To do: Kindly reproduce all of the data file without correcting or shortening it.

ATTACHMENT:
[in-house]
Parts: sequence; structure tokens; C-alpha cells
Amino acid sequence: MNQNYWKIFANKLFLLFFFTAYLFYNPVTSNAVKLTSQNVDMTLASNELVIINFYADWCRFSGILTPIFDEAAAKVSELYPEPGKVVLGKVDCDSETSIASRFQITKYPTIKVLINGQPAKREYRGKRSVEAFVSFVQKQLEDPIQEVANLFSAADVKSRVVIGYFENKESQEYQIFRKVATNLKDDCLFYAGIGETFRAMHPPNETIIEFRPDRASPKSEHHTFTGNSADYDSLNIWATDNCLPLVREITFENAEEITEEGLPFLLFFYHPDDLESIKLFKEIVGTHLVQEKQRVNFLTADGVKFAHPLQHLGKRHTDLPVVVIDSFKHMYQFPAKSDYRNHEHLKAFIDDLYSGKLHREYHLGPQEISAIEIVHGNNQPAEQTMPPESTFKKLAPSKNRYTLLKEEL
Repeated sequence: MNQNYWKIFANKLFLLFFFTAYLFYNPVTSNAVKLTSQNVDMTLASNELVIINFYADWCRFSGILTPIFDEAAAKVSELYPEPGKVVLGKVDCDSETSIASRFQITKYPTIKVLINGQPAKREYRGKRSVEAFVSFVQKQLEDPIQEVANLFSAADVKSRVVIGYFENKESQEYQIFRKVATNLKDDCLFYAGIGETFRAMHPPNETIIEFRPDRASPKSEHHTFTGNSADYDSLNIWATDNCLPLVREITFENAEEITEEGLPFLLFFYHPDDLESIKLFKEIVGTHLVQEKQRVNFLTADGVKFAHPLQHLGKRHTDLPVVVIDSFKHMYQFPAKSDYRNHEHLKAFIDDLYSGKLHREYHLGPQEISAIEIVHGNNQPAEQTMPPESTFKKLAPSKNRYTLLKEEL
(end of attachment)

[in-house]
Parts: sequence; structure tokens; C-alpha cells
Amino acid sequence: MNQNYWKIFANKLFLLFFFTAYLFYNPVTSNAVKLTSQNVDMTLASNELVIINFYADWCRFSGILTPIFDEAAAKVSELYPEPGKVVLGKVDCDSETSIASRFQITKYPTIKVLINGQPAKREYRGKRSVEAFVSFVQKQLEDPIQEVANLFSAADVKSRVVIGYFENKESQEYQIFRKVATNLKDDCLFYAGIGETFRAMHPPNETIIEFRPDRASPKSEHHTFTGNSADYDSLNIWATDNCLPLVREITFENAEEITEEGLPFLLFFYHPDDLESIKLFKEIVGTHLVQEKQRVNFLTADGVKFAHPLQHLGKRHTDLPVVVIDSFKHMYQFPAKSDYRNHEHLKAFIDDLYSGKLHREYHLGPQEISAIEIVHGNNQPAEQTMPPESTFKKLAPSKNRYTLLKEEL
Repeated sequence: MNQNYWKIFANKLFLLFFFTAYLFYNPVTSNAVKLTSQNVDMTLASNELVIINFYADWCRFSGILTPIFDEAAAKVSELYPEPGKVVLGKVDCDSETSIASRFQITKYPTIKVLINGQPAKREYRGKRSVEAFVSFVQKQLEDPIQEVANLFSAADVKSRVVIGYFENKESQEYQIFRKVATNLKDDCLFYAGIGETFRAMHPPNETIIEFRPDRASPKSEHHTFTGNSADYDSLNIWATDNCLPLVREITFENAEEITEEGLPFLLFFYHPDDLESIKLFKEIVGTHLVQEKQRVNFLTADGVKFAHPLQHLGKRHTDLPVVVIDSFKHMYQFPAKSDYRNHEHLKAFIDDLYSGKLHREYHLGPQEISAIEIVHGNNQPAEQTMPPESTFKKLAPSKNRYTLLKEEL